Criminal lawyer Tracey Randall, whose two-storey practice in the CBD went underwater, described how as screams for help rang out hundreds of locals took matters into their own hands and jumped into tinnie boats, canoes and jet skis to save their trapped community. Randall told the Journal that these heroes ignored calls from the overwhelmed authorities to stand down over safety fears. “When former Premier Dominic Perrottet was here, I said to him, ‘you’re really lucky this is a community of rule breakers’. People didn’t heed the warning from the State Emergency Service, and we are so thankful for that, because there would have been many more lives lost,” Randall says. Lismore’s entire electrical infrastructure was damaged, and power cut off for weeks. Locals say they will never be able to forget the pungent stench of mud that blanketed the town.

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Binnie O'Dwyer pictured in her home in downtown Lismore that had to be rebuilt after the 2022 flood. The water came 1.5m into her top storey

National Indigenous newspaper the Koori Mail pivoted in the aftermath of the disaster and became a hub for community support. Having lost their office, which is positioned perilously close to the levee wall, and unable to do their printing, Mail staff started coordinating food drops, organising donations of supplies and clothing, and serving hundreds of meals per day from a car park. The Insurance Council of Australia says the floods in Northern NSW and South-East Queensland were the most expensive disaster in Australia’s history, with the insurance loss estimated at $5.87 billion.

Not business as usual

A survey released this year by Southern Cross University found that nine months after the disaster 52 per cent of flood victims were living in the shells of homes; 26 per cent were living in temporary accommodation such as caravans or sheds, or with friends and family; a staggering 18 per cent reported they were living in crisis accommodation like tents or temporary rentals; and 4 per cent were no longer living in the region.

These figures are brought into sharp relief when driving around Lismore’s suburbs. Many of the beautiful historical homes remain gutted, with hopeful “For Sale” signs perched outside. It is difficult to grasp the magnitude of the devastation until you see row after row of streets like this.

But at the time of writing, 14 months after the floods, residents say their town is coming back to life. Cheery people fill cafés and shops in the CBD; the new renovation smell has not quite settled into the spaces. Many businesses are elated to be welcoming foot traffic again, but the doors of others will never reopen as yellowing mail piles up at their base. Heart-shaped posters hang from windows or sway from trees in solidarity: Lismore’s trademark. An audit by Lismore City Council at the end of January 2023 revealed a CBD occupancy rate of 60 per cent, an optimistic increase over the previous post-flood audit in August 2022 that found only 38.3 per cent had returned.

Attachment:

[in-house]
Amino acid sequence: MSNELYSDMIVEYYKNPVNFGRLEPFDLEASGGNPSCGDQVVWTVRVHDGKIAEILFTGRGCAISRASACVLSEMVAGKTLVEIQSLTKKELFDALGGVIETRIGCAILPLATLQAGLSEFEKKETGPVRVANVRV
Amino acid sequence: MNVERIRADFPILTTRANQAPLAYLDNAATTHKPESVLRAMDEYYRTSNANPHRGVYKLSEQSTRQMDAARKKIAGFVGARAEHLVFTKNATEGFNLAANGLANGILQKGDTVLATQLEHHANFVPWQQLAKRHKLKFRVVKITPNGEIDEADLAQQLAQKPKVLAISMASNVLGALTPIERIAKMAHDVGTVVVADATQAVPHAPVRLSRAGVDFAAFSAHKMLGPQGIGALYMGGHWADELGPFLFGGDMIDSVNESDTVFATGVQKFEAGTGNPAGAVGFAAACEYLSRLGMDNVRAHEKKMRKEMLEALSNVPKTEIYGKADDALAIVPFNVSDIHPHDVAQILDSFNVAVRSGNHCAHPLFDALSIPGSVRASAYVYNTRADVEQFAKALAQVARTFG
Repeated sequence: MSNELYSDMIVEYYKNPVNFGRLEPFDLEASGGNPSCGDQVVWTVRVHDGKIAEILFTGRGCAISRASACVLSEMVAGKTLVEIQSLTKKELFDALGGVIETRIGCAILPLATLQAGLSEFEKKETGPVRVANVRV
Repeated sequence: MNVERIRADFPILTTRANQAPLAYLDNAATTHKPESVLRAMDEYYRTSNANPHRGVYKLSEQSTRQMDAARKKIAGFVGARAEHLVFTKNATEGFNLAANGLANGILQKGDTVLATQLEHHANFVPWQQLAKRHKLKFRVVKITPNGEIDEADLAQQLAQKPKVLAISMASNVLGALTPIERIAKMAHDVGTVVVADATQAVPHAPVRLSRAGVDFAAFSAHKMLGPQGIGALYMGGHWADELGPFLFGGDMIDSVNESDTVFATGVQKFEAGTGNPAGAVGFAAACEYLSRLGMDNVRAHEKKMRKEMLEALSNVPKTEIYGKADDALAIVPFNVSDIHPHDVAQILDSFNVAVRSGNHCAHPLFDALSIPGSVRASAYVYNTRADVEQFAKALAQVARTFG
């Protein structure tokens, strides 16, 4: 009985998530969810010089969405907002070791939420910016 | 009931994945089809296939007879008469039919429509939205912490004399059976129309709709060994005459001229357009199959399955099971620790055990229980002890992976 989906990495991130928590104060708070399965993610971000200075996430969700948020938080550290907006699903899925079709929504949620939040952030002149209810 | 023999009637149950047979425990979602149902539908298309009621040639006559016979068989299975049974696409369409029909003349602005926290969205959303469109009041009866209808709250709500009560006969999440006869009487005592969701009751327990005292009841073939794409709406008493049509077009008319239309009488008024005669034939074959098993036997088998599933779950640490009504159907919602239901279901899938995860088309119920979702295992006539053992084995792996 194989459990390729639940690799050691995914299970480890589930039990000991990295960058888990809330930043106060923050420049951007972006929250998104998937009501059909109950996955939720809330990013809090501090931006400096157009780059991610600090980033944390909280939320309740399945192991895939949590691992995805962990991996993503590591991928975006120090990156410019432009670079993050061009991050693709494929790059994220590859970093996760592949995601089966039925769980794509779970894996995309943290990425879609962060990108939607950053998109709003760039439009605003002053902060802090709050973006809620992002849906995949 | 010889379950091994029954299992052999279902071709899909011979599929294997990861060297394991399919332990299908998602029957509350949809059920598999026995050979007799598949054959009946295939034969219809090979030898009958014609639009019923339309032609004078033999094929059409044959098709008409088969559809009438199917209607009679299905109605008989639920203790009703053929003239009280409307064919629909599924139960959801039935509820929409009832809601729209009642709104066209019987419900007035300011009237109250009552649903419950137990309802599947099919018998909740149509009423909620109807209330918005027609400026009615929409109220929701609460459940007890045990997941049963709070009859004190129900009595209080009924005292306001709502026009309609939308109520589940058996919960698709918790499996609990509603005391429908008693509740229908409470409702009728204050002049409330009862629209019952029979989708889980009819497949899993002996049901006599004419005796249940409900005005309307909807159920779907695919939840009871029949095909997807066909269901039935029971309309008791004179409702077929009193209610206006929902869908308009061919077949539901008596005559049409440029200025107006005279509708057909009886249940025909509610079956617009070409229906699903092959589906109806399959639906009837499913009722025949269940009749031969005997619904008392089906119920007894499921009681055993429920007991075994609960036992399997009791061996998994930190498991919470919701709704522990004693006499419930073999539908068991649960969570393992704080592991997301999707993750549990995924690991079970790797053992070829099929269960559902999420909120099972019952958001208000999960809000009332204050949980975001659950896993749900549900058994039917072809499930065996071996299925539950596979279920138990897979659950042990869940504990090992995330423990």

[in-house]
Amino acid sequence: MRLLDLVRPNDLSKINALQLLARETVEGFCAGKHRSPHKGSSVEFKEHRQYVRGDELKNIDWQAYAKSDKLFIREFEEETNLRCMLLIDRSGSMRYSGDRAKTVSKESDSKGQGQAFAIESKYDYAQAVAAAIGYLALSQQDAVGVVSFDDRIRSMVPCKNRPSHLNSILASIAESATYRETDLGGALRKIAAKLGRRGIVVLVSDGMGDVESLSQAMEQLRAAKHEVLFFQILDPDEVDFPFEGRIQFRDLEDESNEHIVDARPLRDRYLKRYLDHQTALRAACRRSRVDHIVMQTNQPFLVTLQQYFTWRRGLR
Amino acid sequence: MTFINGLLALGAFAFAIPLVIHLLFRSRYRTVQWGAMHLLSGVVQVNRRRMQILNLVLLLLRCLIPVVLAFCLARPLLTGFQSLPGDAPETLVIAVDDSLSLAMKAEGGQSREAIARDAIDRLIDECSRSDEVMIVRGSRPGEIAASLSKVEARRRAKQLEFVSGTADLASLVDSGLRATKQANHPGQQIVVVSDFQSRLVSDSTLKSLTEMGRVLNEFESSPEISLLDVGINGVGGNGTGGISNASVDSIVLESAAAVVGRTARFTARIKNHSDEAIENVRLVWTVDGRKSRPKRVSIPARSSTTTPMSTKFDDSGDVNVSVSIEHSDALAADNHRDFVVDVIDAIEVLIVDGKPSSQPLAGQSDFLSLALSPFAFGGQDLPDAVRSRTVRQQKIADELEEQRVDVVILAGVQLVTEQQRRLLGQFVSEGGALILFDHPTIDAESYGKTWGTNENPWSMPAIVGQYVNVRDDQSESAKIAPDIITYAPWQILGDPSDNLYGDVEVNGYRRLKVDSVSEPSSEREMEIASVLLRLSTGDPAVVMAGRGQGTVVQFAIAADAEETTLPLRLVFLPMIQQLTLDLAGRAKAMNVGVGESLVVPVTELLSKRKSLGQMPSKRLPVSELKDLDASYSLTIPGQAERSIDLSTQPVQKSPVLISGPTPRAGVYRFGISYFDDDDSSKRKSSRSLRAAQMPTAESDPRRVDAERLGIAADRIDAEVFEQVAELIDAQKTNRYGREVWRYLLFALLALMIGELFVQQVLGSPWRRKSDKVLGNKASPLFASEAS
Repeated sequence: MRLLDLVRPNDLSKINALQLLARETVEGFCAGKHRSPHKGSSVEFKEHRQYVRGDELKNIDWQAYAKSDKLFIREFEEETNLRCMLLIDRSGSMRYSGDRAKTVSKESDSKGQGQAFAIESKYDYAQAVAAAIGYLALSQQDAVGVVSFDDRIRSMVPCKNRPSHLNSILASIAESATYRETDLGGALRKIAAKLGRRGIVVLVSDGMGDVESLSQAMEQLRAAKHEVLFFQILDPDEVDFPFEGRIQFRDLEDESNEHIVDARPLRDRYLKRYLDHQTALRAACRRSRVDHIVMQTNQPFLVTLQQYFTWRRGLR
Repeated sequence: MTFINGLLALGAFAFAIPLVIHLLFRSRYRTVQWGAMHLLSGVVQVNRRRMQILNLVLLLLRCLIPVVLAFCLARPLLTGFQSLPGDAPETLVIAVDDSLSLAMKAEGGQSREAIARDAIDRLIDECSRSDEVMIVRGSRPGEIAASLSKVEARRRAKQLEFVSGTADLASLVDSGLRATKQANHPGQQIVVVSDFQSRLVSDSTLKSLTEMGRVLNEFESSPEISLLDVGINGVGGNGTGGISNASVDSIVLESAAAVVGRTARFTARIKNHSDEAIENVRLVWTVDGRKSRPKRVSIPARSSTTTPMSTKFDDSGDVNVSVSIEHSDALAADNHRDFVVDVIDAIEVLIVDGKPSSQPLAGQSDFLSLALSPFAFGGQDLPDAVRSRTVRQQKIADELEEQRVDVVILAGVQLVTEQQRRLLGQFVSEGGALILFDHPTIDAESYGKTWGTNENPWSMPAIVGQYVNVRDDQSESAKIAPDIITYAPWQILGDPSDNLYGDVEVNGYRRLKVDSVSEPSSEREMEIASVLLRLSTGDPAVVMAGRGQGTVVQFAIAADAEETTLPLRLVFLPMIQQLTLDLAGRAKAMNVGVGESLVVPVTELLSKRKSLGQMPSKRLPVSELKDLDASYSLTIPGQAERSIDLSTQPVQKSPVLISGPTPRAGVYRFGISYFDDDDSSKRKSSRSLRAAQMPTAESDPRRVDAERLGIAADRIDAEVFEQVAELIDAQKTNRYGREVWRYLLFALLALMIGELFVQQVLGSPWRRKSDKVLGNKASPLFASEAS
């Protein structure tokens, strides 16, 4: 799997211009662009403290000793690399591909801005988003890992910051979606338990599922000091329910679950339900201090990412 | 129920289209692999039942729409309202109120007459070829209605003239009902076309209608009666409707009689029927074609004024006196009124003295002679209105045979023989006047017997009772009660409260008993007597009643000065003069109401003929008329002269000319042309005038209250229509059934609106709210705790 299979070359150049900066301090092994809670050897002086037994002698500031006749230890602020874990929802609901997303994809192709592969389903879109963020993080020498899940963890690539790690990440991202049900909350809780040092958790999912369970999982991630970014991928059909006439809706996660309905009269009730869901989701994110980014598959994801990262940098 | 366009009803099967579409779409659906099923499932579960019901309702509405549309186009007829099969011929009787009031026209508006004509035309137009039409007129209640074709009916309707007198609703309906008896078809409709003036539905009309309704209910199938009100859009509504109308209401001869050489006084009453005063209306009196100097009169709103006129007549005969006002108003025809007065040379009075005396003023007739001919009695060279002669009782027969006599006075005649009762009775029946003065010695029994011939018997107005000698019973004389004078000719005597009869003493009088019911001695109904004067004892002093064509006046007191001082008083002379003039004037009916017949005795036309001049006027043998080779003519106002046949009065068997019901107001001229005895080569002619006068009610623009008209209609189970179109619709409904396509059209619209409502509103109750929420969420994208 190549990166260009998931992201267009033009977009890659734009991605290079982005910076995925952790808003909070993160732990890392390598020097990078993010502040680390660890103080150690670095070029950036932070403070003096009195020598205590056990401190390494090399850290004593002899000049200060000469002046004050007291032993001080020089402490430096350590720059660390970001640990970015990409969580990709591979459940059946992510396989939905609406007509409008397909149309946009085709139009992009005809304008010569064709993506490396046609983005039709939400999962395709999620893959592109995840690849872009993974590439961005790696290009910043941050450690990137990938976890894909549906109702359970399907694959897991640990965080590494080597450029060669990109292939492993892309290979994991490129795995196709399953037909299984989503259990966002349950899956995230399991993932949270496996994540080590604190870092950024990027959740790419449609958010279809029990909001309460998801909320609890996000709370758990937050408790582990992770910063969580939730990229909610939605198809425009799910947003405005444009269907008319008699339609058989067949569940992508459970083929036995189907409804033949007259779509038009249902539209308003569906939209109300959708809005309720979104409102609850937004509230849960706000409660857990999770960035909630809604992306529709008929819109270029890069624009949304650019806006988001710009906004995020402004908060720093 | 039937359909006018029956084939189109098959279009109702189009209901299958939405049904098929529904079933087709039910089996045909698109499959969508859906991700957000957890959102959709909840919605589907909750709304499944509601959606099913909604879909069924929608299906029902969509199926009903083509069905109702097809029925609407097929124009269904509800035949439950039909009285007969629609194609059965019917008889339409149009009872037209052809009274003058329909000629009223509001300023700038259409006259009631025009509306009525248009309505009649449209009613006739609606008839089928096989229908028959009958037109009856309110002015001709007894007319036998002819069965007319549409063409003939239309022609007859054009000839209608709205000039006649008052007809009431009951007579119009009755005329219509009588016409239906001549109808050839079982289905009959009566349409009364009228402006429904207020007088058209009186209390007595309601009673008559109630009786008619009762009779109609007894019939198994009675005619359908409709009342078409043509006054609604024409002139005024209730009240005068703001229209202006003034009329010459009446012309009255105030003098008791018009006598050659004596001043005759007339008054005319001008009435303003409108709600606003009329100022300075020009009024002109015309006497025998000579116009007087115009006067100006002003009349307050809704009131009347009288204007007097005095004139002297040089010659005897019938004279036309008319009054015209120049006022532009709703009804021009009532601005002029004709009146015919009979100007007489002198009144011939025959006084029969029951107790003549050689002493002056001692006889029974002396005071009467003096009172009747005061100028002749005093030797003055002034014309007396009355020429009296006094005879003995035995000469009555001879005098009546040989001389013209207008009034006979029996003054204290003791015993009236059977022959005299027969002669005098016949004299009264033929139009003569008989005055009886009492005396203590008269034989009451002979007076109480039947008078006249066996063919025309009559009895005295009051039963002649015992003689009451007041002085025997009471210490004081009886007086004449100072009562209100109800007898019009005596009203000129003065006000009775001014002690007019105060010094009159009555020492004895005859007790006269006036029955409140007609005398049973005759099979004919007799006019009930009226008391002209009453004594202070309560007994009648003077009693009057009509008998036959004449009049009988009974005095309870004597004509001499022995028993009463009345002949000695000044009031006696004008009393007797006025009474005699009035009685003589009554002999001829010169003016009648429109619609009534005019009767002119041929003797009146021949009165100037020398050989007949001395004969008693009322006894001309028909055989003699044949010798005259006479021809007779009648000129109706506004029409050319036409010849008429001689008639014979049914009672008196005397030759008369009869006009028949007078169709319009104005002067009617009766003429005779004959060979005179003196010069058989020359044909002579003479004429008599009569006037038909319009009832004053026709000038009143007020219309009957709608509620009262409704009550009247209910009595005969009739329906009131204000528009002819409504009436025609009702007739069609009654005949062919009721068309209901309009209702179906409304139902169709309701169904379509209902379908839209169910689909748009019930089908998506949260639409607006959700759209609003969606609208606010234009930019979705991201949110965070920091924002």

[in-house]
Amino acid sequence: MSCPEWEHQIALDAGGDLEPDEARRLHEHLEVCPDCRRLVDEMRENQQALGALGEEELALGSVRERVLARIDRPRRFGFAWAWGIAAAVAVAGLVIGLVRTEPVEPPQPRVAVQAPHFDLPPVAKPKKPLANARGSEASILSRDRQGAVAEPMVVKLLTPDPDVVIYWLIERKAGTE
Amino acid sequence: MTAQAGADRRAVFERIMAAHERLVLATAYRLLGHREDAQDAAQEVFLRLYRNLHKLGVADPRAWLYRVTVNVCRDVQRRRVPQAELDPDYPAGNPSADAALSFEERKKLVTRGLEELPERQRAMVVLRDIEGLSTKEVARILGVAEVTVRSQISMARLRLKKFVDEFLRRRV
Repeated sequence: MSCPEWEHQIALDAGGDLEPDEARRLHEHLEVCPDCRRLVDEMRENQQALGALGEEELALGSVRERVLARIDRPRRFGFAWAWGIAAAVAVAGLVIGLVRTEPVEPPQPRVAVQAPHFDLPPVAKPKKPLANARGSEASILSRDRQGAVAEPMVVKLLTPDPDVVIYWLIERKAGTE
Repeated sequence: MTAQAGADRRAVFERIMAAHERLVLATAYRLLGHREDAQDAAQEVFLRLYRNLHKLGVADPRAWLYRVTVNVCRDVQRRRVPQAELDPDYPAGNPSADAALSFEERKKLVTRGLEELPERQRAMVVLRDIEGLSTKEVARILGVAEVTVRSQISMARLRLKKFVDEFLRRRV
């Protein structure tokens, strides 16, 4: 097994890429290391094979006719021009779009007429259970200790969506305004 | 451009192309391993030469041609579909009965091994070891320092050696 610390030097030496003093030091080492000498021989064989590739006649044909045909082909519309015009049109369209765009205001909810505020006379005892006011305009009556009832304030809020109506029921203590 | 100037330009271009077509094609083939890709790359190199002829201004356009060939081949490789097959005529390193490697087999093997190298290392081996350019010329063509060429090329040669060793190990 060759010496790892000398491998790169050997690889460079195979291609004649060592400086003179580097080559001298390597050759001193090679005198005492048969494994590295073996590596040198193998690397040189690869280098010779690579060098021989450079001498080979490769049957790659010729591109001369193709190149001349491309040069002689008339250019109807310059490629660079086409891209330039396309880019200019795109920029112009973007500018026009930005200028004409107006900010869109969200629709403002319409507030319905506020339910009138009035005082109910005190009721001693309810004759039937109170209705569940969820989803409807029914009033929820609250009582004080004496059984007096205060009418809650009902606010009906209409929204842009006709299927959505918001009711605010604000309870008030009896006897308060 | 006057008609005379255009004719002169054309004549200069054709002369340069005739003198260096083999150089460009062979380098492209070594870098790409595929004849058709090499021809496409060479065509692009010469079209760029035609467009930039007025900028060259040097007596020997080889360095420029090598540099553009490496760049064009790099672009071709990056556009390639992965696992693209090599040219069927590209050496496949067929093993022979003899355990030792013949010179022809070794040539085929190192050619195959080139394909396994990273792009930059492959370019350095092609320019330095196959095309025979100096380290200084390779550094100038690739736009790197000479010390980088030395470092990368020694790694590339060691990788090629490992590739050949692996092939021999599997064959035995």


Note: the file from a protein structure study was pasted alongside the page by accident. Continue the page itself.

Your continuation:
It took six months for law firm Somerville Laundry Lomax to rebuild after the flood, and even then it was one of the first to do so. Managing Director Sean Radburn says it would have been “easier” to permanently close the office, but with the firm a known presence in town it was important to return to instil a sense of belief in the community. The firm’s office encapsulates the striking contrast between new refurbishments and lingering flood damage that is common across Lismore. While most of the office has been rebuilt, the corner of the building, which once housed a lobby and meeting rooms for the conveyancing team, carries the memory of the disaster. Mould peers around exposed frames and an old server box hangs dilapidated from wires.

Radburn, who is the current President of the Far North Coast Law Society, says he is not prepared to transform that part of the business until there are announcements from the Government offering more security on future flood mitigation strategies for the town.

“The water went into our second floor by about a metre and a half. Our desks are only 90 centimetres high, so all our computers and printers were destroyed. We lost everything,” Radburn says, and then he can’t speak any longer. His voice chokes as tears swell in the corners of his eyes. “That is everything,” he manages after several moments. “It’s probably the only thing that causes me to become emotional. I consider myself a tough, strong person. But it was just devastation.”

Radburn tells the Journal that in the weeks and months after the catastrophe everything slowed down, which in a dynamic profession was incredibly difficult. Something that could previously be turned around in two days was now taking two weeks. “With COVID, everybody could work from home, and we still had a central office where everything came, like the mail. People could still get their files, books, or printing supplies. But with the flood it was completely different because we literally had nothing,” Radburn explains.